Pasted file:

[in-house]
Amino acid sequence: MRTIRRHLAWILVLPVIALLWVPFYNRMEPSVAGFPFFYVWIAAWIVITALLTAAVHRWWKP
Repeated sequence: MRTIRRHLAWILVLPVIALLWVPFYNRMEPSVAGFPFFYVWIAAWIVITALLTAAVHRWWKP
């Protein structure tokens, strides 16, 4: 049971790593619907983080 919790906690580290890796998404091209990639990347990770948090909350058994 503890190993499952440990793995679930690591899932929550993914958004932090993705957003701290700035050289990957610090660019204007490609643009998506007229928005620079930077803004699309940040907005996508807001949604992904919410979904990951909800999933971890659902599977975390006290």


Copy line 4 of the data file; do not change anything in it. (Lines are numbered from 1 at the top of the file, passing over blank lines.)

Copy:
């Protein structure tokens, strides 16, 4: 049971790593619907983080 919790906690580290890796998404091209990639990347990770948090909350058994 503890190993499952440990793995679930690591899932929550993914958004932090993705957003701290700035050289990957610090660019204007490609643009998506007229928005620079930077803004699309940040907005996508807001949604992904919410979904990951909800999933971890659902599977975390006290």